wSan Diego, May 4, 2009 -- Ronald Graham, a mathematician and computer scientist at the University of California, San Diego, has been selected as a member of the inaugural class of Fellows of the Society for Industrial and Applied Mathematics (SIAM).
Graham is the Chief Scientist of the California Institute for Telecommunications and Information Technology (Calit2), a partnership of UC San Diego and UC Irvine. He also holds the Irwin and Joan Jacobs Endowed Chair in Computer and Information Science at UC San Diego's Jacobs School of Engineering, which he joined in 1999.
A past president of the two largest associations of mathematicians - the American Mathematical Society (AMS) and the Mathematical Association of America (MAA) - Graham won one of the first SIAM prizes, and his background is consistent with SIAM's focus on applied mathematics. However, he says it is often very difficult to differentiate between what is applied and what is theoretical.
At the 2009 SIAM Annual Meeting in Denver, Colorado next July, 182 mathematicians will be inducted into the inaugural class of SIAM Fellows. In addition to Ron Graham, UC San Diego professor emeritus of mathematics Murray Rosenblatt will also be inducted as a Fellow.
"The announcement of the first class of SIAM Fellows is an important milestone for the applied mathematics and computational science community," said SIAM President Douglas N. Arnold. "Reflecting the diversity of the SIAM membership, these men and women come from five continents, and work in academia, industry, and government laboratories. Advancing the frontiers of research in branches of mathematics as distinct as number theory and partial differential equations, these professionals have applied their work to endeavors ranging from mining to medicine. They have designed algorithms to make computing possible and written textbooks to train the next generation of mathematicians. Their contributions are truly outstanding."
The California-born Graham earned his Ph.D. in mathematics in 1962 from UC Berkeley, and promptly joined AT&T. He was director of information sciences at Bell Labs from 1962 to 1995, and chief scientist of AT&T Labs from 1996 to 1999.
"Quite a few of my colleagues were pretty heavily involved in SIAM, so I felt it was useful to try to reach out to some of the other organizations to try and bring mathematics more together, which is difficult," said Graham. "Mathematicians are pretty individual characters and everyone has his or her own ideas, and it's the source of a lot of interesting developments in mathematics, but also it's a weakness in a sense, compared to chemistry for example. Chemists tend to be pretty unified; there is just one American Chemical Society. So mathematicians are a diverse community, but that keeps it more interesting."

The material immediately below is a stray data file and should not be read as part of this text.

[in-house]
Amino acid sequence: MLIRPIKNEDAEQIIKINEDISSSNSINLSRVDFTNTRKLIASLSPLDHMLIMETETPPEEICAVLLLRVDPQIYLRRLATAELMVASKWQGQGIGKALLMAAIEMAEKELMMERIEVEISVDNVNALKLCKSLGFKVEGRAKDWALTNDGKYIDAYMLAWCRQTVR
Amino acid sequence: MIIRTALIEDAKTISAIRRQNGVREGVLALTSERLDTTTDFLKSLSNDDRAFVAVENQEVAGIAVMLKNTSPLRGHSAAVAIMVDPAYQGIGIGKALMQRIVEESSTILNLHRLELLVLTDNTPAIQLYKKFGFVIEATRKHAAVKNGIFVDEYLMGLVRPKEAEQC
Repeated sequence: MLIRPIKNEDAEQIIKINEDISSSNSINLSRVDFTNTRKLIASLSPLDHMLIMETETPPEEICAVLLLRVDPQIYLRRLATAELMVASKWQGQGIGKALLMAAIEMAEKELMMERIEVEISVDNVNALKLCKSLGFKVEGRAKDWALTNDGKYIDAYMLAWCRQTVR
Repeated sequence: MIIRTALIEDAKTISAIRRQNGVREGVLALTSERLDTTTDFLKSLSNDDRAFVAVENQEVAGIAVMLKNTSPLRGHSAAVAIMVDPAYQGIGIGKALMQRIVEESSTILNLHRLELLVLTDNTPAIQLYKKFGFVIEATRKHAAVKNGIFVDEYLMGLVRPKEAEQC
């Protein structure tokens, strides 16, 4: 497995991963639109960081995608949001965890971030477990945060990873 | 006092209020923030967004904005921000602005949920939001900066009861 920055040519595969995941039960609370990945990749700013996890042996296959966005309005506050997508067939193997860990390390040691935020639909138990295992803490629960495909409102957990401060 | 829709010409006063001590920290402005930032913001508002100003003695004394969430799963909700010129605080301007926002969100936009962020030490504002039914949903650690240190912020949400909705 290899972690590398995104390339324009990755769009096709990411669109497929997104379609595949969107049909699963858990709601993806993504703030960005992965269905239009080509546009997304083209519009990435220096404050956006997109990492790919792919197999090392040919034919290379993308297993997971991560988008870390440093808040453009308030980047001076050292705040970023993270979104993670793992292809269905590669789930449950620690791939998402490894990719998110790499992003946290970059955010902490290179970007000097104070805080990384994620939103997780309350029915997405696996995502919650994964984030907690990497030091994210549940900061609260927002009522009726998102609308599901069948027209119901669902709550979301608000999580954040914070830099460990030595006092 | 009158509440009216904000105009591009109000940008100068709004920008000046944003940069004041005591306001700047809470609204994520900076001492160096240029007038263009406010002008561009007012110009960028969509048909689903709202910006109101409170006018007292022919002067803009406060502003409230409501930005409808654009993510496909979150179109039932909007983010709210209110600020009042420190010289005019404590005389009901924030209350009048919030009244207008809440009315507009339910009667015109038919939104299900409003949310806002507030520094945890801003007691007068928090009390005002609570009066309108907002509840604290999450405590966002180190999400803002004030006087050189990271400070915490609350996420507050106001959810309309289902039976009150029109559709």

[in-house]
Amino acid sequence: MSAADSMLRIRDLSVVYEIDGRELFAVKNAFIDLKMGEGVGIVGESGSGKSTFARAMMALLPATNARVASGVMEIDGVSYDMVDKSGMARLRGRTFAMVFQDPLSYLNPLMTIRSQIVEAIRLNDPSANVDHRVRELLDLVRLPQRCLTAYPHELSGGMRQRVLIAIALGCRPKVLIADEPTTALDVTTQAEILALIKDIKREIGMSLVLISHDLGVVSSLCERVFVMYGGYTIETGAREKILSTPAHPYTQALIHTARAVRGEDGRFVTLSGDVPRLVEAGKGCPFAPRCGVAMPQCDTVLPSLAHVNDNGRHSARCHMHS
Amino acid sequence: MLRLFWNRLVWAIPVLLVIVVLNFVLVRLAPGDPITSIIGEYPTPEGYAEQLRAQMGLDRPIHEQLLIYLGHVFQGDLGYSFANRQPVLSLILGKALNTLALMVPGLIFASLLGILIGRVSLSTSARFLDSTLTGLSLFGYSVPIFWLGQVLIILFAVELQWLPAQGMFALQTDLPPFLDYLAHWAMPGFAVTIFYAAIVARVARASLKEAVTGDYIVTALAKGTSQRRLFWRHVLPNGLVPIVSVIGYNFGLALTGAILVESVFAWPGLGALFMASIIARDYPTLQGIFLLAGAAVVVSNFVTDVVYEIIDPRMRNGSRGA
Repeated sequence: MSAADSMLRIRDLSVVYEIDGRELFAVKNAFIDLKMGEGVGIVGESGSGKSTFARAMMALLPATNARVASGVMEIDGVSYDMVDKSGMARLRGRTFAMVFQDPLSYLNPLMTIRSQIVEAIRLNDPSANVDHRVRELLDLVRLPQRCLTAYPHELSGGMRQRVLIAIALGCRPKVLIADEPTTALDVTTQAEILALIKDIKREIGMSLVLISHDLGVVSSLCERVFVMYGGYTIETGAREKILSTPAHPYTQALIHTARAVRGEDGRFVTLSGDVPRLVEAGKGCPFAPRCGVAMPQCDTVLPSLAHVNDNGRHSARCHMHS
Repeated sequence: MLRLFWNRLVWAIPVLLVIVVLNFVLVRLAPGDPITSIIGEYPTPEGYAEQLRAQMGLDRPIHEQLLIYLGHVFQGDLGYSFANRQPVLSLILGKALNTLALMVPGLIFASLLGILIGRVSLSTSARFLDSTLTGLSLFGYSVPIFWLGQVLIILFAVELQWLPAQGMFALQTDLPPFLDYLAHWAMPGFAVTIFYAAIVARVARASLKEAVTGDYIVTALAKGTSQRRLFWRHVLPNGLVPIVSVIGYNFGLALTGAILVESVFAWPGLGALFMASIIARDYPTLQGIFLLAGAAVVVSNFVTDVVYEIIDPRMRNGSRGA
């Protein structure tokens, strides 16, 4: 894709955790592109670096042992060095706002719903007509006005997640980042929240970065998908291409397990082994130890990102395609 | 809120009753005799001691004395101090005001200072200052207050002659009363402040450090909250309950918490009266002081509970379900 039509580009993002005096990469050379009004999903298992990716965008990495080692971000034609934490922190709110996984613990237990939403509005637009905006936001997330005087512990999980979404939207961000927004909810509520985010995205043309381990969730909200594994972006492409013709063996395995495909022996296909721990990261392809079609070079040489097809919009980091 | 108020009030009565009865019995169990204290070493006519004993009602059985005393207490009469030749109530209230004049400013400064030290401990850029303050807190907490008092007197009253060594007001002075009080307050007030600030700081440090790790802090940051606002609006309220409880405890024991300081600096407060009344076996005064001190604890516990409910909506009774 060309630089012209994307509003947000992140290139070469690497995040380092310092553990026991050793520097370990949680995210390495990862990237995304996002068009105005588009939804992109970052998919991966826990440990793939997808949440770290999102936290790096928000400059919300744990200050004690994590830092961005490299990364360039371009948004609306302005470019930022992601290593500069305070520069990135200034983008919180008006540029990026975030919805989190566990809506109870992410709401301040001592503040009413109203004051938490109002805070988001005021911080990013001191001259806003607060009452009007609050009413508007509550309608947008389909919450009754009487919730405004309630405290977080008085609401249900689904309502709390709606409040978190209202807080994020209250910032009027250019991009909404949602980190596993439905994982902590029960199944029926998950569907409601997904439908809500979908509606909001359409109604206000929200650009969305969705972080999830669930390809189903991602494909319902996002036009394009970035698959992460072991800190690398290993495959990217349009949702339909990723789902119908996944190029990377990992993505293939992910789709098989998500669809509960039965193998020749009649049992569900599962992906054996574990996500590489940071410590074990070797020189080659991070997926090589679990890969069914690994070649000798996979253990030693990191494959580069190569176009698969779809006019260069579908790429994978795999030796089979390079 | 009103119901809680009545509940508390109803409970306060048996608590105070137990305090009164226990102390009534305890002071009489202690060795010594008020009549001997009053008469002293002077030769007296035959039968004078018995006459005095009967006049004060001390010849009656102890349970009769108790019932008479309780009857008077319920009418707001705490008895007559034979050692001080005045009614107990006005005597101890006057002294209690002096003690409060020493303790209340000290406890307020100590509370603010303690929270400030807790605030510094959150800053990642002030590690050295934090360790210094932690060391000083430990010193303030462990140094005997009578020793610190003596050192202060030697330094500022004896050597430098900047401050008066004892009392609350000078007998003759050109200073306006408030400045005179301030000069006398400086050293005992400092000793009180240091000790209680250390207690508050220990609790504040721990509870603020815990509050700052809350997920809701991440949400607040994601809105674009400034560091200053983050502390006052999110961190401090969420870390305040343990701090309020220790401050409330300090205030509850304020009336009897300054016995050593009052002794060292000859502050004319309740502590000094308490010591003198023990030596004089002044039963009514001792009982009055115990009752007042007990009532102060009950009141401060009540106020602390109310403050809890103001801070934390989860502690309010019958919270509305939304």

During his long career at AT&T, Graham's work on 'hard problems' in mathematics led him to focus on the complexity of routing millions of telephone calls. And his work on routing was influential in the early architecture of the Internet. Graham pioneered worst-case analysis in scheduling theory, online algorithms, quasi-randomness, and Ramsey theory - a branch of pure math that states that complete disorder is impossible. He is also a leading authority on the late Hungarian mathematician Paul Erdös, with whom he co-authored nearly 30 papers.
Graham holds five honorary doctorates, and has served as Treasurer of the National Academy of Sciences. He is a Fellow of the Association of Computing Machinery (ACM), and of the American Academy of Arts and Sciences. Graham has won numerous awards in the field of mathematics, including the Polya Prize in Combinatorics, the Euler Medal of the Institute of Combinatorics and its Applications, and the Steele Prize for Lifetime Achievement, awarded in 2003 by the AMS.
In late March, Graham was on hand when President Barack Obama addressed the National Academy of Sciences in Washington, D.C. "It was a very moving, very stimulating, very exciting commitment that he is making to put science front and center," observed Graham. "He was preaching to the converted at the National Academy of Sciences, but he was very forceful, and people are very enthused and very optimistic that good things will happen."
The SIAM Fellowship is conferred on members distinguished for their outstanding contributions to the fields of applied math and computational science. Starting in 2010, the anticipated number of fellowships conferred annually will be approximately 0.3 percent of the number of regular SIAM members.
The Society for Industrial and Applied Mathematics (SIAM) is an international community of over 12,000 individual members, including applied and computational mathematicians, computer scientists, and other scientists and engineers. The Society advances the fields of applied mathematics and computational science by publishing a series of premier journals and a variety of books, sponsoring a wide selection of conferences, and through various other programs.
Society for Industrial and Applied Mathematics (SIAM)
SIAM Fellows Program
Doug Ramsey, 858-822-5825, firstname.lastname@example.org